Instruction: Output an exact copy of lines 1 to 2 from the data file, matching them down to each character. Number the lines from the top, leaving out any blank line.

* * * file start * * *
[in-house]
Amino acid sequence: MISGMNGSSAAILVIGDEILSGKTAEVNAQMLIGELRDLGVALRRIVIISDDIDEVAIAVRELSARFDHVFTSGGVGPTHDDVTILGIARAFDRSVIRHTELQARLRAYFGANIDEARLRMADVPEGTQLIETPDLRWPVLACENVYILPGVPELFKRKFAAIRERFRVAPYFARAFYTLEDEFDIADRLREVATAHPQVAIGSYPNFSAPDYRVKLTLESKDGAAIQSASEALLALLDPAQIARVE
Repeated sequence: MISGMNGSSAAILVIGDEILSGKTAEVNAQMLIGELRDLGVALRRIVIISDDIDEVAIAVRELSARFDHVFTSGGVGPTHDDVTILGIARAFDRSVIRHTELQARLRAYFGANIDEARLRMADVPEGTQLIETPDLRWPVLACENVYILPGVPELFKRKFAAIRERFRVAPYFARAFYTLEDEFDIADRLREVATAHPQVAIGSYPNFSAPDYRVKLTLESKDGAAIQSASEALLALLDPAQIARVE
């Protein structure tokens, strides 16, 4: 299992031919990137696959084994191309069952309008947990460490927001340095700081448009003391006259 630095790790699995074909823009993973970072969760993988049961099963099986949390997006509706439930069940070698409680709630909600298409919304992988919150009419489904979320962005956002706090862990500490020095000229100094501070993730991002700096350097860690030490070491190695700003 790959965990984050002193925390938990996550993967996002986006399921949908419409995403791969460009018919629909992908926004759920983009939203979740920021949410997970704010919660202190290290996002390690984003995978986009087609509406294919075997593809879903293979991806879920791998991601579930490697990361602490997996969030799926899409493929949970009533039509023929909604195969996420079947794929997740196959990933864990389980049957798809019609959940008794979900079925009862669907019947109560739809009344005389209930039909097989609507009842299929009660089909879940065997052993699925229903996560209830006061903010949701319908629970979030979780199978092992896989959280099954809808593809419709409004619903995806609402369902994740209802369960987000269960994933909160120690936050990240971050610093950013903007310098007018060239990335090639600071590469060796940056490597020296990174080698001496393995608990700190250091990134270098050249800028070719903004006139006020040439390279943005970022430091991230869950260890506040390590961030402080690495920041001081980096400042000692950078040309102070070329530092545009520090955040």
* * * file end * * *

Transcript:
[in-house]
Amino acid sequence: MISGMNGSSAAILVIGDEILSGKTAEVNAQMLIGELRDLGVALRRIVIISDDIDEVAIAVRELSARFDHVFTSGGVGPTHDDVTILGIARAFDRSVIRHTELQARLRAYFGANIDEARLRMADVPEGTQLIETPDLRWPVLACENVYILPGVPELFKRKFAAIRERFRVAPYFARAFYTLEDEFDIADRLREVATAHPQVAIGSYPNFSAPDYRVKLTLESKDGAAIQSASEALLALLDPAQIARVE